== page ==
I pray that out of his glorious riches he may strengthen you with power through his Spirit in your inner being. Reference: Ephesians 3:16
Now, we can’t just leave that verse stand alone, can we? We need the whole paragraph:
I pray that out of his glorious riches he may strengthen you with power through his Spirit in your inner being, so that Christ may dwell in your hearts through faith. And I pray that you, being rooted and established in love, may have power, together with all the saints, to grasp how wide and long and high and deep is the love of Christ, and to know this love that surpasses knowledge—that you may be filled to the measure of all the fullness of God.
Paul prays for the Ephesians that they be strengthened in their inner beings (their “inner man,” says King James, which always gets me picturing a tiny homunculus walking around my innards). But that strength and power has a goal in mind: to completely comprehend how wonderful Christ’s love for us is. And, as we know (and are known, says Paul elsewhere), we are completely filled with God. If we are to have God poured into us, we will need strength: this new wine in old bottles will burst if he doesn’t prepare us properly.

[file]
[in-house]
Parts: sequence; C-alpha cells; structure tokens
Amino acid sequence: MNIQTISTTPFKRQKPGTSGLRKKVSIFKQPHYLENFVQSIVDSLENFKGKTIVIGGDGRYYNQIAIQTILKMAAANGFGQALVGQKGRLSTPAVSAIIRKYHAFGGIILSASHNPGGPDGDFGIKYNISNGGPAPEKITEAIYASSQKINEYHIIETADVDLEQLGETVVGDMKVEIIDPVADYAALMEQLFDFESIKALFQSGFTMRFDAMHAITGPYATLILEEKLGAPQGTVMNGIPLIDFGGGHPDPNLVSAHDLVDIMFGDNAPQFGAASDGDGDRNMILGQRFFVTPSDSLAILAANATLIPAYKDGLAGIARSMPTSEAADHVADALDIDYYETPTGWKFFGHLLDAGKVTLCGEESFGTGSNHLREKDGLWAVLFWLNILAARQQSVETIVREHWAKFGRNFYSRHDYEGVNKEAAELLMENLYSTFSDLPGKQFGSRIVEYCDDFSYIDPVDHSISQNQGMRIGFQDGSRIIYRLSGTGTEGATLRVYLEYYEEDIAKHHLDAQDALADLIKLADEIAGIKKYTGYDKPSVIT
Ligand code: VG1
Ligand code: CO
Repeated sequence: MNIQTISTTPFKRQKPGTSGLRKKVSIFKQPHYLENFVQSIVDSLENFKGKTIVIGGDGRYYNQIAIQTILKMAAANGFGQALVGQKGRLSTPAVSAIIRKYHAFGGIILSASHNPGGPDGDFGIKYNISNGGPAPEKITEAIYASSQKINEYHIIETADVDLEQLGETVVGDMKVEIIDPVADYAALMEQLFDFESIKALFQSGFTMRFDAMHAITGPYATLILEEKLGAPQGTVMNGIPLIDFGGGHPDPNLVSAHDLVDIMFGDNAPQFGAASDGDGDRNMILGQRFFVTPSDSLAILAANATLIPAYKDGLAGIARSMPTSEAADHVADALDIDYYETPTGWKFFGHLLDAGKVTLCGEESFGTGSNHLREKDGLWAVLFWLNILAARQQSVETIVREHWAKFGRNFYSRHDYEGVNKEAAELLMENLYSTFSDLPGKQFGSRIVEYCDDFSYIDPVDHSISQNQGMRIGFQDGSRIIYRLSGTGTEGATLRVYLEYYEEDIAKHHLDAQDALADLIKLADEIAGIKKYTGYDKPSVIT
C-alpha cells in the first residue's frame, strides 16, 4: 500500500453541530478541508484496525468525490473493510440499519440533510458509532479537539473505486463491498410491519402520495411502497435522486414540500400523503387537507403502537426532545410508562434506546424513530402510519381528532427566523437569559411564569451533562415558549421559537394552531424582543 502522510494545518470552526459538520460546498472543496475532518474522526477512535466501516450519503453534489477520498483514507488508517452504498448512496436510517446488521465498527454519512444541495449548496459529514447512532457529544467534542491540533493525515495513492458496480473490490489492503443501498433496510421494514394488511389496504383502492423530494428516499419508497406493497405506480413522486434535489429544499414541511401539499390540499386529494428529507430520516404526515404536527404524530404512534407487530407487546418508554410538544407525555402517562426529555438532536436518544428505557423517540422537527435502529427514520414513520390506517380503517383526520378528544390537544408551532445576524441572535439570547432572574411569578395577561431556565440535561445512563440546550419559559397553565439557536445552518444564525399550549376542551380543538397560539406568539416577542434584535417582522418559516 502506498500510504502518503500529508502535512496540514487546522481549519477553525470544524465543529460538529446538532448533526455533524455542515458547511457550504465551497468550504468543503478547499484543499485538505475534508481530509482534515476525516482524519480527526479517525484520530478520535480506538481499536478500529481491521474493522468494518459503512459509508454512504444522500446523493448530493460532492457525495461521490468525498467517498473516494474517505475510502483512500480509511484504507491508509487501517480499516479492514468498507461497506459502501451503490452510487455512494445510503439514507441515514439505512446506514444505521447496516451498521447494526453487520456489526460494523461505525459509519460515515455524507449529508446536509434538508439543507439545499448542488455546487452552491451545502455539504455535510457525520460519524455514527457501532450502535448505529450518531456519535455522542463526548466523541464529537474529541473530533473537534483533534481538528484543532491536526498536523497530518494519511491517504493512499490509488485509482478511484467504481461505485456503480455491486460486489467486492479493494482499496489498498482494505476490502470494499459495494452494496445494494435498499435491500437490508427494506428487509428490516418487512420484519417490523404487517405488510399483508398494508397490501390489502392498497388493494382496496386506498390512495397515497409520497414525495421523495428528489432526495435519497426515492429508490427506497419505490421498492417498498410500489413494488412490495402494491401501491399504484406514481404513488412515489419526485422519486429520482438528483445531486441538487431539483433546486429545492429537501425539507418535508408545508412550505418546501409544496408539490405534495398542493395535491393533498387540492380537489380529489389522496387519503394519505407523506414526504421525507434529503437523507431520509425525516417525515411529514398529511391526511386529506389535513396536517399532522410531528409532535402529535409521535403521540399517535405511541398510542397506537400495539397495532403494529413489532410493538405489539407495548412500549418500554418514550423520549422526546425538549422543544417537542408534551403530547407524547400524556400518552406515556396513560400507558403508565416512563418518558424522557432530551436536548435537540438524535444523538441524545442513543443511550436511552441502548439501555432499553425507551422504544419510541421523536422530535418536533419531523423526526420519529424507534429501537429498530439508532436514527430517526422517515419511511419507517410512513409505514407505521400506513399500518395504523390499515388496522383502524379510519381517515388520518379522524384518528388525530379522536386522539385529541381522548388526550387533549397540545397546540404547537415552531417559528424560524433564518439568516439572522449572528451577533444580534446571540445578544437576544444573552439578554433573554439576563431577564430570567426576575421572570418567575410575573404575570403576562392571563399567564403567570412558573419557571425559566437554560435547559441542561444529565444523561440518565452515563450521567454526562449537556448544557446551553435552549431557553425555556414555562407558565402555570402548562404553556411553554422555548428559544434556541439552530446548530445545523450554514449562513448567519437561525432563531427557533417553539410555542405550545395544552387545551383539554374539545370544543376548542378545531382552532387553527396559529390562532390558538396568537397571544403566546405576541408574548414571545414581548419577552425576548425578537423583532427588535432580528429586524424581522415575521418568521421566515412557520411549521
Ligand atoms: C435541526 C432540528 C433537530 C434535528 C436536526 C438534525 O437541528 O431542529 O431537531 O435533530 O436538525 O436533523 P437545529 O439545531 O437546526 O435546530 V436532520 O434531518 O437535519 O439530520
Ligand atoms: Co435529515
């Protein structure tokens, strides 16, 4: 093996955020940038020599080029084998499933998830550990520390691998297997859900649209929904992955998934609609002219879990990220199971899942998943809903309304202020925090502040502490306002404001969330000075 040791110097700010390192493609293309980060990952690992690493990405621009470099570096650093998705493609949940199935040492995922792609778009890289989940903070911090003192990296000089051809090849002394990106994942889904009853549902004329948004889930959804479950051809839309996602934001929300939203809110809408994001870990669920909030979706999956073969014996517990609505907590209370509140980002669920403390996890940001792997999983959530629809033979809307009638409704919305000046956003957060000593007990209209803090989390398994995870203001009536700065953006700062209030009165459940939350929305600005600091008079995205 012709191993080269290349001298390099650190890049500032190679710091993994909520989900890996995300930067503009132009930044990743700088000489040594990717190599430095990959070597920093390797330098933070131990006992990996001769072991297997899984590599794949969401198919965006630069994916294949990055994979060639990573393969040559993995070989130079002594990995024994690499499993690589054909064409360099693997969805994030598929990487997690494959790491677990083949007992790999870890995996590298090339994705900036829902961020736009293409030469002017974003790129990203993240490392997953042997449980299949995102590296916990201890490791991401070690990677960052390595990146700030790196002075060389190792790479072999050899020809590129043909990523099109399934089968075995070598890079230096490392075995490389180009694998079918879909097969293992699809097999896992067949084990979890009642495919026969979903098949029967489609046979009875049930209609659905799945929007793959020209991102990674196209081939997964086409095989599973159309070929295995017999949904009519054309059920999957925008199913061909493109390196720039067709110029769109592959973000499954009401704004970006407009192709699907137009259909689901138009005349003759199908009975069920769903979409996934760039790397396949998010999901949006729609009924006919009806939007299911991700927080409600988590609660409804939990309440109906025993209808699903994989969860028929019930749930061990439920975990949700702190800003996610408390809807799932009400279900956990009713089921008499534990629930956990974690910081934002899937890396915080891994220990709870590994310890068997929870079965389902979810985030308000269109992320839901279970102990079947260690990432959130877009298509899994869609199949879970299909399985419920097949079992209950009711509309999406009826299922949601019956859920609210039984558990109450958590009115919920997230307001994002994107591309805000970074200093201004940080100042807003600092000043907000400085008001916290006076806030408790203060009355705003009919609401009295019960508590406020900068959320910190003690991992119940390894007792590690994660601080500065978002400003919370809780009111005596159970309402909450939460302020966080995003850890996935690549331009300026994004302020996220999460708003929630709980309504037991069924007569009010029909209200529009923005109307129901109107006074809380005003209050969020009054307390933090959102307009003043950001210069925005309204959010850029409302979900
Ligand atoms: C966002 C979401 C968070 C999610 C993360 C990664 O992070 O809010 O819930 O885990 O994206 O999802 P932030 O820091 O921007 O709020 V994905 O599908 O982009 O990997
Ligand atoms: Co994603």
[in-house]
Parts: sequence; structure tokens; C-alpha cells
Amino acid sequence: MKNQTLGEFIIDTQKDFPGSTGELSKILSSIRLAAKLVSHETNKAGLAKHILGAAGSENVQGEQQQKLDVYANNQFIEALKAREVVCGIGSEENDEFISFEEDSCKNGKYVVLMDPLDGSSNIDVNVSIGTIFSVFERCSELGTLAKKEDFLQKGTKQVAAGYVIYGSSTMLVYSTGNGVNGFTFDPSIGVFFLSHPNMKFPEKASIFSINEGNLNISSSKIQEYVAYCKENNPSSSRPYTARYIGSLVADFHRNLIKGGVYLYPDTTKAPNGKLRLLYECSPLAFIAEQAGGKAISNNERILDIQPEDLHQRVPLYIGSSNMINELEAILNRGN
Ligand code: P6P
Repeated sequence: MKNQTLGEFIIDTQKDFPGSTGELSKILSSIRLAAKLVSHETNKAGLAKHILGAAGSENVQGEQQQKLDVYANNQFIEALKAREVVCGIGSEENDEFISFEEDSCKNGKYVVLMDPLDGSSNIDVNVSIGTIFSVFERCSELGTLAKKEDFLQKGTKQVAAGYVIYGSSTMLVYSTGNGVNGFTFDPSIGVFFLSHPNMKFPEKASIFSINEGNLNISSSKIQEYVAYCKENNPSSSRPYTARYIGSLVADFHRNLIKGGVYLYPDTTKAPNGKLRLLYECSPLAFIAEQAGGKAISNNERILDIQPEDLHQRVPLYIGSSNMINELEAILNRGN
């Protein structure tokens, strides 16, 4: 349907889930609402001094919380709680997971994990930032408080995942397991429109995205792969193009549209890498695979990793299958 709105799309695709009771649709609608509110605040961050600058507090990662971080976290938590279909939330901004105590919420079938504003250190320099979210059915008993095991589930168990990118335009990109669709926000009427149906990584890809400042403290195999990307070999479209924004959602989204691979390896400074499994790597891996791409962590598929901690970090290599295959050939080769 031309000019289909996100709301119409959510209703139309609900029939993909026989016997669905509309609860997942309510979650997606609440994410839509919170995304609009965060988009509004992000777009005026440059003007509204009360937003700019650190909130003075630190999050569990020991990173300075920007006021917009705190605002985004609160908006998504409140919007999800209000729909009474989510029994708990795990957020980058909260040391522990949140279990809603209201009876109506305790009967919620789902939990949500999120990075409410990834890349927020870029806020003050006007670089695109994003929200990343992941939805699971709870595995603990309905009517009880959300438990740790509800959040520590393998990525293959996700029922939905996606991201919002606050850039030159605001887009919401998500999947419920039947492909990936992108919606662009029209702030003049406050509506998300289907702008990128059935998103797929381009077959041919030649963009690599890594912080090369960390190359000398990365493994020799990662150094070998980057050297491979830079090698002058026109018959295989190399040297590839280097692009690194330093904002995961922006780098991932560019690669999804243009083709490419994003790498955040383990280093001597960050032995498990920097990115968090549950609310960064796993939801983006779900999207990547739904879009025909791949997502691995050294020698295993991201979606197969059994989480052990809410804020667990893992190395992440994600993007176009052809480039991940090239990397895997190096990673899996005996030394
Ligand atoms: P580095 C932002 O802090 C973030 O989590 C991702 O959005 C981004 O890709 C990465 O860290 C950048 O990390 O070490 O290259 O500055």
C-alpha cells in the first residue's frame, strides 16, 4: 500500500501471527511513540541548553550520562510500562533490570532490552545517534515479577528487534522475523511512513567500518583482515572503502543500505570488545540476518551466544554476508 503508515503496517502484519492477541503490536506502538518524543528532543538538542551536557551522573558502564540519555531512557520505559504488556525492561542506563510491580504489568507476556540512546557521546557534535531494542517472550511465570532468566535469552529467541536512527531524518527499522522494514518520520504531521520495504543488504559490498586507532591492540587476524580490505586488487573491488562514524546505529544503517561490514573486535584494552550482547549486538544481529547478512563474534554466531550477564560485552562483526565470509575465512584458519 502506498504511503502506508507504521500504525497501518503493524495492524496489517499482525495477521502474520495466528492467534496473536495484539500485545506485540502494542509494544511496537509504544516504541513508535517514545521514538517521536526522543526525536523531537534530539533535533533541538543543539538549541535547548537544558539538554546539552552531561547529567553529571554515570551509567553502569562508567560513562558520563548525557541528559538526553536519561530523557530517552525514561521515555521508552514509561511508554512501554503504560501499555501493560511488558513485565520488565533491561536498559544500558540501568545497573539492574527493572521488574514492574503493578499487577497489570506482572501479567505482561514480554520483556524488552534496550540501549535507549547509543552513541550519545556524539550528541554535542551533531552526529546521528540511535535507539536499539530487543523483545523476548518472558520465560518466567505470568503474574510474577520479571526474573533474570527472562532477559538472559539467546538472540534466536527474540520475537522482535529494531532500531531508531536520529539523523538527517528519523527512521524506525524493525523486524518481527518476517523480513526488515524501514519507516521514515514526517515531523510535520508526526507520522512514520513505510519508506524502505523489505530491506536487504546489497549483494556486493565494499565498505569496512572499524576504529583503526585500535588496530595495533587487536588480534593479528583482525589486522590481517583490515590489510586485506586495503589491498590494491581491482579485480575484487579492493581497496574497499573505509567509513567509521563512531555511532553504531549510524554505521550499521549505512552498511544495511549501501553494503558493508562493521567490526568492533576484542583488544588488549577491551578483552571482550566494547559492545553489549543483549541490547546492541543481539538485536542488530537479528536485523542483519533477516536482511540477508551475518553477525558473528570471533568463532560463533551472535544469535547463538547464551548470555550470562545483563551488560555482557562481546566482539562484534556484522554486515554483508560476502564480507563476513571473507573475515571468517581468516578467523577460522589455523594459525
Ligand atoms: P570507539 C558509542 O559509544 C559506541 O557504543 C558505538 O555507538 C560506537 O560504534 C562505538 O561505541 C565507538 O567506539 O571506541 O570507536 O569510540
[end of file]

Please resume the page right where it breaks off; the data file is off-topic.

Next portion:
Here is one of those rare places in which the evangelical expression about “having Christ in our hearts” is actually expressed in the New Testament. Paul is mixing his metaphors all other the place here in his excitement and ecstasy as he meditates on the vastness of Christ’s love for us, so we don’t want to take him very literally. But it is interesting that having Christ in our (individual) hearts for an understanding of Christ’s love for us must happen “together with all the saints,” as if we just might need others, too, to comprehend this love. Or better, our joint understanding fills us up (as a body, not as individual bodies) with “the measure of all the fullness of God.” God is at work in us, one by one, and God is at work in all the church; now and in former times, and into the future. His power is expressed through love in us. And so we raise Paul’s doxology:
Now to him who is able to do immeasurably more than all we ask or imagine, according to his power that is at work within us, to him be glory in the church and in Christ Jesus throughout all generations, for ever and ever! Amen.